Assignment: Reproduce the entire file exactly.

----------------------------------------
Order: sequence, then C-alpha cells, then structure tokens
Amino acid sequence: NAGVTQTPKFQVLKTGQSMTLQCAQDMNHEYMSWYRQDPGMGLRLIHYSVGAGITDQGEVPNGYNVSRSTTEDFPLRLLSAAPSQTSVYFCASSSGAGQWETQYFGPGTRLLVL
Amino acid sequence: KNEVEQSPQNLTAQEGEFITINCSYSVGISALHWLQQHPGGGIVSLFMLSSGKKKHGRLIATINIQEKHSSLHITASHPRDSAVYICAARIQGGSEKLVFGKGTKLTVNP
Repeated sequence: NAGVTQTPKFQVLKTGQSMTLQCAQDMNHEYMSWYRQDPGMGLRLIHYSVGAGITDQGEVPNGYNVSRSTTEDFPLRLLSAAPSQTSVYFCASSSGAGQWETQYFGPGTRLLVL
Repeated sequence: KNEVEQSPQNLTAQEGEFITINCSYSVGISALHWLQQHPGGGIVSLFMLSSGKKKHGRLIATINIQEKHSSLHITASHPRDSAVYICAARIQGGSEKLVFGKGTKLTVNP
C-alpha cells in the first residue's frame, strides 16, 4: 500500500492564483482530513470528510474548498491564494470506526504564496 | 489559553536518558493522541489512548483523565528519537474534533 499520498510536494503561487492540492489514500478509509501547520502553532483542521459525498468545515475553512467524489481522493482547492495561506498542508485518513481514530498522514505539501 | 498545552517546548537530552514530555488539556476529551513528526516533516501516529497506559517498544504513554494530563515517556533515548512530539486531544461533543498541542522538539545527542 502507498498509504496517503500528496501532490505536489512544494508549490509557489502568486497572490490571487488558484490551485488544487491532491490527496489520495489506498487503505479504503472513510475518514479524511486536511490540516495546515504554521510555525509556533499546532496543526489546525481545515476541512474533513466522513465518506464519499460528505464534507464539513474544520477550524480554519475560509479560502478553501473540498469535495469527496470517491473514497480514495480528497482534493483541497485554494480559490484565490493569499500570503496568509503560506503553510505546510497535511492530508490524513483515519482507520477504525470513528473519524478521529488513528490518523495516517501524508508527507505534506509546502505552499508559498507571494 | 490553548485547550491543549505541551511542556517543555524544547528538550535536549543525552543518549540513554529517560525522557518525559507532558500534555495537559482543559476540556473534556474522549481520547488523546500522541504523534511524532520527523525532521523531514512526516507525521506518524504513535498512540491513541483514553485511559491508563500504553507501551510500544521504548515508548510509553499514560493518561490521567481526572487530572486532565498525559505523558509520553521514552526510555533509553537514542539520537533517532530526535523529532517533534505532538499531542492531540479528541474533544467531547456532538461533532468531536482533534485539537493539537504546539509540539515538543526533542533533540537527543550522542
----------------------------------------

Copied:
Order: sequence, then C-alpha cells, then structure tokens
Amino acid sequence: NAGVTQTPKFQVLKTGQSMTLQCAQDMNHEYMSWYRQDPGMGLRLIHYSVGAGITDQGEVPNGYNVSRSTTEDFPLRLLSAAPSQTSVYFCASSSGAGQWETQYFGPGTRLLVL
Amino acid sequence: KNEVEQSPQNLTAQEGEFITINCSYSVGISALHWLQQHPGGGIVSLFMLSSGKKKHGRLIATINIQEKHSSLHITASHPRDSAVYICAARIQGGSEKLVFGKGTKLTVNP
Repeated sequence: NAGVTQTPKFQVLKTGQSMTLQCAQDMNHEYMSWYRQDPGMGLRLIHYSVGAGITDQGEVPNGYNVSRSTTEDFPLRLLSAAPSQTSVYFCASSSGAGQWETQYFGPGTRLLVL
Repeated sequence: KNEVEQSPQNLTAQEGEFITINCSYSVGISALHWLQQHPGGGIVSLFMLSSGKKKHGRLIATINIQEKHSSLHITASHPRDSAVYICAARIQGGSEKLVFGKGTKLTVNP
C-alpha cells in the first residue's frame, strides 16, 4: 500500500492564483482530513470528510474548498491564494470506526504564496 | 489559553536518558493522541489512548483523565528519537474534533 499520498510536494503561487492540492489514500478509509501547520502553532483542521459525498468545515475553512467524489481522493482547492495561506498542508485518513481514530498522514505539501 | 498545552517546548537530552514530555488539556476529551513528526516533516501516529497506559517498544504513554494530563515517556533515548512530539486531544461533543498541542522538539545527542 502507498498509504496517503500528496501532490505536489512544494508549490509557489502568486497572490490571487488558484490551485488544487491532491490527496489520495489506498487503505479504503472513510475518514479524511486536511490540516495546515504554521510555525509556533499546532496543526489546525481545515476541512474533513466522513465518506464519499460528505464534507464539513474544520477550524480554519475560509479560502478553501473540498469535495469527496470517491473514497480514495480528497482534493483541497485554494480559490484565490493569499500570503496568509503560506503553510505546510497535511492530508490524513483515519482507520477504525470513528473519524478521529488513528490518523495516517501524508508527507505534506509546502505552499508559498507571494 | 490553548485547550491543549505541551511542556517543555524544547528538550535536549543525552543518549540513554529517560525522557518525559507532558500534555495537559482543559476540556473534556474522549481520547488523546500522541504523534511524532520527523525532521523531514512526516507525521506518524504513535498512540491513541483514553485511559491508563500504553507501551510500544521504548515508548510509553499514560493518561490521567481526572487530572486532565498525559505523558509520553521514552526510555533509553537514542539520537533517532530526535523529532517533534505532538499531542492531540479528541474533544467531547456532538461533532468531536482533534485539537493539537504546539509540539515538543526533542533533540537527543550522542